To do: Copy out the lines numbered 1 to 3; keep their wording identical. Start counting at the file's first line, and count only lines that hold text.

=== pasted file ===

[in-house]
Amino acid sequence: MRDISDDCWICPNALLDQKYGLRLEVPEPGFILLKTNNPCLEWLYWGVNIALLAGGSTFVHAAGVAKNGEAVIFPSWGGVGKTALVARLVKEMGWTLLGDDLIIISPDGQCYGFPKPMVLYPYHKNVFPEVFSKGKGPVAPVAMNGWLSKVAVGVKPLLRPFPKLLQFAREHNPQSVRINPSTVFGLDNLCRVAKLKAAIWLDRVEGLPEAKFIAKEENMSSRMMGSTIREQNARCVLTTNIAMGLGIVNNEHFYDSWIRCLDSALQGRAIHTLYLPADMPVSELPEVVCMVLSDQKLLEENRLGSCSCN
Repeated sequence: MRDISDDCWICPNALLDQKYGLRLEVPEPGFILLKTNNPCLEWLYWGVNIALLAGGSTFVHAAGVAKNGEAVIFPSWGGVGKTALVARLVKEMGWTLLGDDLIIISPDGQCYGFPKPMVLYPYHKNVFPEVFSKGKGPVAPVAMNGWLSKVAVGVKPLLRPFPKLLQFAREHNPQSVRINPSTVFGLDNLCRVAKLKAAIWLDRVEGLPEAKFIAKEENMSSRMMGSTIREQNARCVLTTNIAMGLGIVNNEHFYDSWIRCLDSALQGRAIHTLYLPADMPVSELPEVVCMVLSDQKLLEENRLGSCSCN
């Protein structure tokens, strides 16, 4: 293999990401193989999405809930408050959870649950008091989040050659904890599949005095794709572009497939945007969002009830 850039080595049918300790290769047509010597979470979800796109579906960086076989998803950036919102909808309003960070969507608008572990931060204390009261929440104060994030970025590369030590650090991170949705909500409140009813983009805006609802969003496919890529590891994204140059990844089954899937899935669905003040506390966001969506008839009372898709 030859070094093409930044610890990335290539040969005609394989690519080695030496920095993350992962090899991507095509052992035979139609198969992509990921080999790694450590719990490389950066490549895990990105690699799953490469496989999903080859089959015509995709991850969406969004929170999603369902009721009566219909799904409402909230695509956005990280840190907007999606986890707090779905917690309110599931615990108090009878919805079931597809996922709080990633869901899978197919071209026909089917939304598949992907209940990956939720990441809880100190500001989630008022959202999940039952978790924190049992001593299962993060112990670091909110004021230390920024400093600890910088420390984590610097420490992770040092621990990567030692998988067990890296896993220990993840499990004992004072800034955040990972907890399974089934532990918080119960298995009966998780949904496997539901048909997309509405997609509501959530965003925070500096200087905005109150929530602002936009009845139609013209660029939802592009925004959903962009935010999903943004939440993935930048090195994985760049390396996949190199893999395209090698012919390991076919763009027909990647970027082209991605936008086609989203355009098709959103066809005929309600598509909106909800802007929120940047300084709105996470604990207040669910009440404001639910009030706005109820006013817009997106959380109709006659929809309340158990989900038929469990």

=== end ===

[in-house]
Amino acid sequence: MRDISDDCWICPNALLDQKYGLRLEVPEPGFILLKTNNPCLEWLYWGVNIALLAGGSTFVHAAGVAKNGEAVIFPSWGGVGKTALVARLVKEMGWTLLGDDLIIISPDGQCYGFPKPMVLYPYHKNVFPEVFSKGKGPVAPVAMNGWLSKVAVGVKPLLRPFPKLLQFAREHNPQSVRINPSTVFGLDNLCRVAKLKAAIWLDRVEGLPEAKFIAKEENMSSRMMGSTIREQNARCVLTTNIAMGLGIVNNEHFYDSWIRCLDSALQGRAIHTLYLPADMPVSELPEVVCMVLSDQKLLEENRLGSCSCN
Repeated sequence: MRDISDDCWICPNALLDQKYGLRLEVPEPGFILLKTNNPCLEWLYWGVNIALLAGGSTFVHAAGVAKNGEAVIFPSWGGVGKTALVARLVKEMGWTLLGDDLIIISPDGQCYGFPKPMVLYPYHKNVFPEVFSKGKGPVAPVAMNGWLSKVAVGVKPLLRPFPKLLQFAREHNPQSVRINPSTVFGLDNLCRVAKLKAAIWLDRVEGLPEAKFIAKEENMSSRMMGSTIREQNARCVLTTNIAMGLGIVNNEHFYDSWIRCLDSALQGRAIHTLYLPADMPVSELPEVVCMVLSDQKLLEENRLGSCSCN